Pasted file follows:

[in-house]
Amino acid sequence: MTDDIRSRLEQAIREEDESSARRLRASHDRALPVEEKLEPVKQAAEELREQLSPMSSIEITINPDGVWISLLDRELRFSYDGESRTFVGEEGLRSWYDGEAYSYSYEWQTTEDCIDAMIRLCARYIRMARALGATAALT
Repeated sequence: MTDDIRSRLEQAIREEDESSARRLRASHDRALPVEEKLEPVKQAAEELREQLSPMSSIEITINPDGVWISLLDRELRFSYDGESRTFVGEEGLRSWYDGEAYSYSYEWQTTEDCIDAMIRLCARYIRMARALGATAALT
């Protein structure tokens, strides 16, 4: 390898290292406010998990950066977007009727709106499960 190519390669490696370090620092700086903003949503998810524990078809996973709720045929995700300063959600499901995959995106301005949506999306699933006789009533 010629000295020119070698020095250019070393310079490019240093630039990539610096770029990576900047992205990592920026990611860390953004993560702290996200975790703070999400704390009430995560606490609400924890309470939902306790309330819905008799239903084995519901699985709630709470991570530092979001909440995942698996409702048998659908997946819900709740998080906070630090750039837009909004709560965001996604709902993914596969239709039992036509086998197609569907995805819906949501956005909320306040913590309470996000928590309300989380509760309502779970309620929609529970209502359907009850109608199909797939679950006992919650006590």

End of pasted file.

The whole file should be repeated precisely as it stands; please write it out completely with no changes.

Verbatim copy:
[in-house]
Amino acid sequence: MTDDIRSRLEQAIREEDESSARRLRASHDRALPVEEKLEPVKQAAEELREQLSPMSSIEITINPDGVWISLLDRELRFSYDGESRTFVGEEGLRSWYDGEAYSYSYEWQTTEDCIDAMIRLCARYIRMARALGATAALT
Repeated sequence: MTDDIRSRLEQAIREEDESSARRLRASHDRALPVEEKLEPVKQAAEELREQLSPMSSIEITINPDGVWISLLDRELRFSYDGESRTFVGEEGLRSWYDGEAYSYSYEWQTTEDCIDAMIRLCARYIRMARALGATAALT
């Protein structure tokens, strides 16, 4: 390898290292406010998990950066977007009727709106499960 190519390669490696370090620092700086903003949503998810524990078809996973709720045929995700300063959600499901995959995106301005949506999306699933006789009533 010629000295020119070698020095250019070393310079490019240093630039990539610096770029990576900047992205990592920026990611860390953004993560702290996200975790703070999400704390009430995560606490609400924890309470939902306790309330819905008799239903084995519901699985709630709470991570530092979001909440995942698996409702048998659908997946819900709740998080906070630090750039837009909004709560965001996604709902993914596969239709039992036509086998197609569907995805819906949501956005909320306040913590309470996000928590309300989380509760309502779970309620929609529970209502359907009850109608199909797939679950006992919650006590």